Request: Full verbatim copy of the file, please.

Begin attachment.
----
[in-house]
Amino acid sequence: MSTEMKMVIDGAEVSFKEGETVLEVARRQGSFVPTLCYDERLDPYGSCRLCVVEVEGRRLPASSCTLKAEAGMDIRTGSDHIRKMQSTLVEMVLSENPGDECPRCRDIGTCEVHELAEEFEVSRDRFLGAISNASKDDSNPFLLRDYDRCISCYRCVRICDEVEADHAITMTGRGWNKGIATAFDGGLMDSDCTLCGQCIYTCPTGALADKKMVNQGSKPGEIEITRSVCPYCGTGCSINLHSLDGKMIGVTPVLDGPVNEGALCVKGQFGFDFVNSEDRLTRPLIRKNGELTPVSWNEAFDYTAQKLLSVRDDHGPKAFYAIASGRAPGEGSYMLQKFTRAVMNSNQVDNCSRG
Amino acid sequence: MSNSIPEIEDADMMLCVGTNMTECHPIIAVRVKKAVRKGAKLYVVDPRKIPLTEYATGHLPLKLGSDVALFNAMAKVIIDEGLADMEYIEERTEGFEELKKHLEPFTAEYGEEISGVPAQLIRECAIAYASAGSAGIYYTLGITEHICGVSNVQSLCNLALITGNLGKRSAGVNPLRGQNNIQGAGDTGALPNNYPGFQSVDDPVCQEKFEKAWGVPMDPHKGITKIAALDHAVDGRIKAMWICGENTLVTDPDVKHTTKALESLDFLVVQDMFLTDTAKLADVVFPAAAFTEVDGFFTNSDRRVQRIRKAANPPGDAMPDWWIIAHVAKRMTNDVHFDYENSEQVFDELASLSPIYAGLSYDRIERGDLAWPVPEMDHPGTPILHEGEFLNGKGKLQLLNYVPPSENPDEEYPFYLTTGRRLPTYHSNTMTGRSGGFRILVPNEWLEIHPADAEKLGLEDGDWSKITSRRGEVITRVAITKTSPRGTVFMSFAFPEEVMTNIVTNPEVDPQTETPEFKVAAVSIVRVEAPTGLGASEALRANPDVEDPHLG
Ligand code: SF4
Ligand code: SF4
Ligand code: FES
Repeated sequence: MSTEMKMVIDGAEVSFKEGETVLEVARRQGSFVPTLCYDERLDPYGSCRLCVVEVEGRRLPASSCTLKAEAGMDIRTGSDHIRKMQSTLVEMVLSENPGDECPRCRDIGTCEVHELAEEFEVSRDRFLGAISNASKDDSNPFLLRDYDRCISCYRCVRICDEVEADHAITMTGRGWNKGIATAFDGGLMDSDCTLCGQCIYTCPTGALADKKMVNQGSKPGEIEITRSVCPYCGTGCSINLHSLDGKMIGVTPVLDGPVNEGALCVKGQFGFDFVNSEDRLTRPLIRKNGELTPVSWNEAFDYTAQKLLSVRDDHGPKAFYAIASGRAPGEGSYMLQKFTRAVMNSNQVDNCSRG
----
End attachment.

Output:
[in-house]
Amino acid sequence: MSTEMKMVIDGAEVSFKEGETVLEVARRQGSFVPTLCYDERLDPYGSCRLCVVEVEGRRLPASSCTLKAEAGMDIRTGSDHIRKMQSTLVEMVLSENPGDECPRCRDIGTCEVHELAEEFEVSRDRFLGAISNASKDDSNPFLLRDYDRCISCYRCVRICDEVEADHAITMTGRGWNKGIATAFDGGLMDSDCTLCGQCIYTCPTGALADKKMVNQGSKPGEIEITRSVCPYCGTGCSINLHSLDGKMIGVTPVLDGPVNEGALCVKGQFGFDFVNSEDRLTRPLIRKNGELTPVSWNEAFDYTAQKLLSVRDDHGPKAFYAIASGRAPGEGSYMLQKFTRAVMNSNQVDNCSRG
Amino acid sequence: MSNSIPEIEDADMMLCVGTNMTECHPIIAVRVKKAVRKGAKLYVVDPRKIPLTEYATGHLPLKLGSDVALFNAMAKVIIDEGLADMEYIEERTEGFEELKKHLEPFTAEYGEEISGVPAQLIRECAIAYASAGSAGIYYTLGITEHICGVSNVQSLCNLALITGNLGKRSAGVNPLRGQNNIQGAGDTGALPNNYPGFQSVDDPVCQEKFEKAWGVPMDPHKGITKIAALDHAVDGRIKAMWICGENTLVTDPDVKHTTKALESLDFLVVQDMFLTDTAKLADVVFPAAAFTEVDGFFTNSDRRVQRIRKAANPPGDAMPDWWIIAHVAKRMTNDVHFDYENSEQVFDELASLSPIYAGLSYDRIERGDLAWPVPEMDHPGTPILHEGEFLNGKGKLQLLNYVPPSENPDEEYPFYLTTGRRLPTYHSNTMTGRSGGFRILVPNEWLEIHPADAEKLGLEDGDWSKITSRRGEVITRVAITKTSPRGTVFMSFAFPEEVMTNIVTNPEVDPQTETPEFKVAAVSIVRVEAPTGLGASEALRANPDVEDPHLG
Ligand code: SF4
Ligand code: SF4
Ligand code: FES
Repeated sequence: MSTEMKMVIDGAEVSFKEGETVLEVARRQGSFVPTLCYDERLDPYGSCRLCVVEVEGRRLPASSCTLKAEAGMDIRTGSDHIRKMQSTLVEMVLSENPGDECPRCRDIGTCEVHELAEEFEVSRDRFLGAISNASKDDSNPFLLRDYDRCISCYRCVRICDEVEADHAITMTGRGWNKGIATAFDGGLMDSDCTLCGQCIYTCPTGALADKKMVNQGSKPGEIEITRSVCPYCGTGCSINLHSLDGKMIGVTPVLDGPVNEGALCVKGQFGFDFVNSEDRLTRPLIRKNGELTPVSWNEAFDYTAQKLLSVRDDHGPKAFYAIASGRAPGEGSYMLQKFTRAVMNSNQVDNCSRG